She tilted a glance at me as she passed, and I saw her eyes, undimmed by dusk and fog. They were strong and dark — like greenstone under water — but there was something wrong with them. It took me a long moment to realize that her face gave reason to my fears.
The woman had no pupils (p 26).
Set in New Zealand, Guardian of the Dead is based in Maori mythology and cosmology (with a few creative alterations) and follows Ellie as she comes into her magical inheritance while at boarding school. Kevin, her mate, begins spending time with the bewitchingly beautiful new girl, Reka. Meanwhile, her crush, Mark, takes notice of Ellie but the memories of their conversations are blurry and half-formed. When Ellie realizes she is being charmed, she opens herself to dangerous fairy magic and a fairy plot to murder millions of humans.
Ellie was immediately recognizable to me. She isn’t gorgeous or popular, but a more realistic pleastly-plump girl who makes friends more easily with guys than gals because of her easy going and light-hearted nature. Yet she walks a fine line between inhibiting insecurity and nascent desire. She was my anchor in this otherwise inconsistent novel.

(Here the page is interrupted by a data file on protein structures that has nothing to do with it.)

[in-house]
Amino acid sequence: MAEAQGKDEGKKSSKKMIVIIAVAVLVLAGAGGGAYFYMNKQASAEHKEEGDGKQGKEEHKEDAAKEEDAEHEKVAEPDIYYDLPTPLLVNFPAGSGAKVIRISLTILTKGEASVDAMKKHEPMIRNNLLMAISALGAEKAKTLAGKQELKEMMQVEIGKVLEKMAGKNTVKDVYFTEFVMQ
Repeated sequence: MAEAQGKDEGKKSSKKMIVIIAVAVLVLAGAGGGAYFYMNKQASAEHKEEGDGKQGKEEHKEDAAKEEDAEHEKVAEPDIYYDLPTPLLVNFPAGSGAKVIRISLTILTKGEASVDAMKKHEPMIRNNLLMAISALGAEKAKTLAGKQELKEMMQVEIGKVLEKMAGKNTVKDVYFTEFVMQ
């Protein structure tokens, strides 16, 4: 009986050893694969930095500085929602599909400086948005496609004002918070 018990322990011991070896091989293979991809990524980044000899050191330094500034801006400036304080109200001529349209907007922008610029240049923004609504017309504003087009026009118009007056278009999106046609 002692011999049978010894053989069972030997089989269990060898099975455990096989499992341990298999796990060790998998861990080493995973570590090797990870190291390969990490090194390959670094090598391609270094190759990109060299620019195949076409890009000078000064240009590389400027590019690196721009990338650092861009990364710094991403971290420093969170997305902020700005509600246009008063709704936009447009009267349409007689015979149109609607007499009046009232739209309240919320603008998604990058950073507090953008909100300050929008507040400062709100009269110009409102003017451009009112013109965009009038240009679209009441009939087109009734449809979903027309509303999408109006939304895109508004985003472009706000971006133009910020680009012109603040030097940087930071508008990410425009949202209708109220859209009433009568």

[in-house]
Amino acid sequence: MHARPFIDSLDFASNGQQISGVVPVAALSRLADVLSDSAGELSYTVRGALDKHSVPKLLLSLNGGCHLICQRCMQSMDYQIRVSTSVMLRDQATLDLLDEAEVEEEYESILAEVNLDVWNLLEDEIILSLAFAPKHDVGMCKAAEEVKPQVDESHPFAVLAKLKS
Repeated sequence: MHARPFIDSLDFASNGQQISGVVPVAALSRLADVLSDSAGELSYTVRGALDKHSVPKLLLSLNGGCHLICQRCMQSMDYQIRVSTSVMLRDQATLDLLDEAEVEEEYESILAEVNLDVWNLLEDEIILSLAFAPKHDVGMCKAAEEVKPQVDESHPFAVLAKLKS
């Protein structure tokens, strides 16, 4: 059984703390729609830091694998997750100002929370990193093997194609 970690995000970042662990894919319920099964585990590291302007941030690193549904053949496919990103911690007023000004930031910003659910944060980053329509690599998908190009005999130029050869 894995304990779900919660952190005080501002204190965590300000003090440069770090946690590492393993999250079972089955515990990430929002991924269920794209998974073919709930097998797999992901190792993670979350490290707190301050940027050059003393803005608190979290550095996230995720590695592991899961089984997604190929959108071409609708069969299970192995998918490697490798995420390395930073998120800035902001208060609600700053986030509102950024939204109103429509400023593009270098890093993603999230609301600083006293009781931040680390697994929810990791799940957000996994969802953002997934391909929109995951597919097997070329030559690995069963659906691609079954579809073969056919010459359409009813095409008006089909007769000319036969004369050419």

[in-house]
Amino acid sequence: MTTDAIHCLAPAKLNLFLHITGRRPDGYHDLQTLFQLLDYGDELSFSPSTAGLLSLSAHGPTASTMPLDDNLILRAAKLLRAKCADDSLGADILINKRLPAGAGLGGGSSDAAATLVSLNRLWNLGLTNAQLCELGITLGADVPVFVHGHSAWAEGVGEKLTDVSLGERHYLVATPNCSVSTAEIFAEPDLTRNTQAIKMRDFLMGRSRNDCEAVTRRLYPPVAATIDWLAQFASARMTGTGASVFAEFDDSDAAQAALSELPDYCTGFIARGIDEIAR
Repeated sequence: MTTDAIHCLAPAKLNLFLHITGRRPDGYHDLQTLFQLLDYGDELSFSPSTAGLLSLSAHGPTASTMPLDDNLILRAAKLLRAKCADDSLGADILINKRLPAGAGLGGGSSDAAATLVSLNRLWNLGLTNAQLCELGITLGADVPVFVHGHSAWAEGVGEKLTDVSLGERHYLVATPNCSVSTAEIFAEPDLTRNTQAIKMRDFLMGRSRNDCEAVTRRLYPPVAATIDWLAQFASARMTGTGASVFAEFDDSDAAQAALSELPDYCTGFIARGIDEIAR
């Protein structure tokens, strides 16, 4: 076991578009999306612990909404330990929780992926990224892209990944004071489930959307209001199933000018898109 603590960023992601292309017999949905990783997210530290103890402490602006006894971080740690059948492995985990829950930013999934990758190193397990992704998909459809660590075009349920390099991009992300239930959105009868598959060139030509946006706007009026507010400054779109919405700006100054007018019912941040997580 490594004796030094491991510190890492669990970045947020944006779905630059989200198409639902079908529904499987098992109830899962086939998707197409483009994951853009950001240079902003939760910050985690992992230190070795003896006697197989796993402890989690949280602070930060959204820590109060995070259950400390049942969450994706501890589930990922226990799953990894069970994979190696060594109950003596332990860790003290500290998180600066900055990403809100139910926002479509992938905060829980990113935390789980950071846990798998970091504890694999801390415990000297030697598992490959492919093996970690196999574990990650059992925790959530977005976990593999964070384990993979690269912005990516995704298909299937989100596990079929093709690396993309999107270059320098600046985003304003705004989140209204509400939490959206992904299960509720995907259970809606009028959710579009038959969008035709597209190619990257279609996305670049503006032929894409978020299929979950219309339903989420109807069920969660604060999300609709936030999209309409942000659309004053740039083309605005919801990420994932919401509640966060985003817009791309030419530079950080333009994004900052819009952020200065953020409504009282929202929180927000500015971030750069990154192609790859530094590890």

I was unable to immerse myself in this book. While some of the dialog was clever/cute, it did not endear secondary characters to me so I found myself putting this down often.
I’ve also noticed a trait shared by several YA fantasy books I deem subpar and that is subplots involving characters performing Shakespeare. In this novel, Ellie is recruited to choreograph fight scenes for the local university’s production of A Midsummer Night’s Dream. The play and Ellie’s interest in the Classics are meant to help introduce readers to Maori mythology. It certainly helped Ellie make sense of her new weltanschauung but it just didn’t work for me.
Not a bad first novel, but I am surprised it was nominated for a William C. Morris YA Debut Author Award. Ultimately, the award went to The Freak Observer.